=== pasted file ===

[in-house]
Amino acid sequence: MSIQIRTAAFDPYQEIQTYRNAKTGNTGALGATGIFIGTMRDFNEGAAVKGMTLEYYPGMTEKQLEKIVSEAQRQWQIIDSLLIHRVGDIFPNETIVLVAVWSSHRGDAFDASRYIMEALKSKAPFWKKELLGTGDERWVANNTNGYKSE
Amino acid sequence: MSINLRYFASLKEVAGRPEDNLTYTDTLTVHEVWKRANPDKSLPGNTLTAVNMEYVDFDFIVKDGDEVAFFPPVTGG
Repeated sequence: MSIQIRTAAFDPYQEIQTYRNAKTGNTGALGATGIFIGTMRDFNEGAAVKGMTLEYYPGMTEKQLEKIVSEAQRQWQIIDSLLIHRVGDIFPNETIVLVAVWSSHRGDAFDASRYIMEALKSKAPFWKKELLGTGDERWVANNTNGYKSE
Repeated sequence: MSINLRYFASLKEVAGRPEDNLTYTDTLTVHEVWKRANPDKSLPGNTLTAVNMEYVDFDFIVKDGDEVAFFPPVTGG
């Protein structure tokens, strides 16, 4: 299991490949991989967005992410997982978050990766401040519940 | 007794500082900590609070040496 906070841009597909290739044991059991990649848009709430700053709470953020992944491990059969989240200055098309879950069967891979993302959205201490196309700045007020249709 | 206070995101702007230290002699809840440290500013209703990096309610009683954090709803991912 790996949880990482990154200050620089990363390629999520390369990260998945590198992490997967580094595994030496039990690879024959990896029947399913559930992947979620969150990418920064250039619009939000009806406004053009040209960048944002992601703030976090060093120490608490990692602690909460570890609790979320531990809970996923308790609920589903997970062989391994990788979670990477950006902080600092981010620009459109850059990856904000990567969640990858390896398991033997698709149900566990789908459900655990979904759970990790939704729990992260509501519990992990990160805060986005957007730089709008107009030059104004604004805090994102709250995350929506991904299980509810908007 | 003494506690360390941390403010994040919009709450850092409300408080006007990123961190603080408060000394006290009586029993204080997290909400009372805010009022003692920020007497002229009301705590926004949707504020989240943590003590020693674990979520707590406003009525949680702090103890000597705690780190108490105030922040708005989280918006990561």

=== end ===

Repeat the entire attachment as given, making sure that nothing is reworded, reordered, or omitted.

[in-house]
Amino acid sequence: MSIQIRTAAFDPYQEIQTYRNAKTGNTGALGATGIFIGTMRDFNEGAAVKGMTLEYYPGMTEKQLEKIVSEAQRQWQIIDSLLIHRVGDIFPNETIVLVAVWSSHRGDAFDASRYIMEALKSKAPFWKKELLGTGDERWVANNTNGYKSE
Amino acid sequence: MSINLRYFASLKEVAGRPEDNLTYTDTLTVHEVWKRANPDKSLPGNTLTAVNMEYVDFDFIVKDGDEVAFFPPVTGG
Repeated sequence: MSIQIRTAAFDPYQEIQTYRNAKTGNTGALGATGIFIGTMRDFNEGAAVKGMTLEYYPGMTEKQLEKIVSEAQRQWQIIDSLLIHRVGDIFPNETIVLVAVWSSHRGDAFDASRYIMEALKSKAPFWKKELLGTGDERWVANNTNGYKSE
Repeated sequence: MSINLRYFASLKEVAGRPEDNLTYTDTLTVHEVWKRANPDKSLPGNTLTAVNMEYVDFDFIVKDGDEVAFFPPVTGG
């Protein structure tokens, strides 16, 4: 299991490949991989967005992410997982978050990766401040519940 | 007794500082900590609070040496 906070841009597909290739044991059991990649848009709430700053709470953020992944491990059969989240200055098309879950069967891979993302959205201490196309700045007020249709 | 206070995101702007230290002699809840440290500013209703990096309610009683954090709803991912 790996949880990482990154200050620089990363390629999520390369990260998945590198992490997967580094595994030496039990690879024959990896029947399913559930992947979620969150990418920064250039619009939000009806406004053009040209960048944002992601703030976090060093120490608490990692602690909460570890609790979320531990809970996923308790609920589903997970062989391994990788979670990477950006902080600092981010620009459109850059990856904000990567969640990858390896398991033997698709149900566990789908459900655990979904759970990790939704729990992260509501519990992990990160805060986005957007730089709008107009030059104004604004805090994102709250995350929506991904299980509810908007 | 003494506690360390941390403010994040919009709450850092409300408080006007990123961190603080408060000394006290009586029993204080997290909400009372805010009022003692920020007497002229009301705590926004949707504020989240943590003590020693674990979520707590406003009525949680702090103890000597705690780190108490105030922040708005989280918006990561």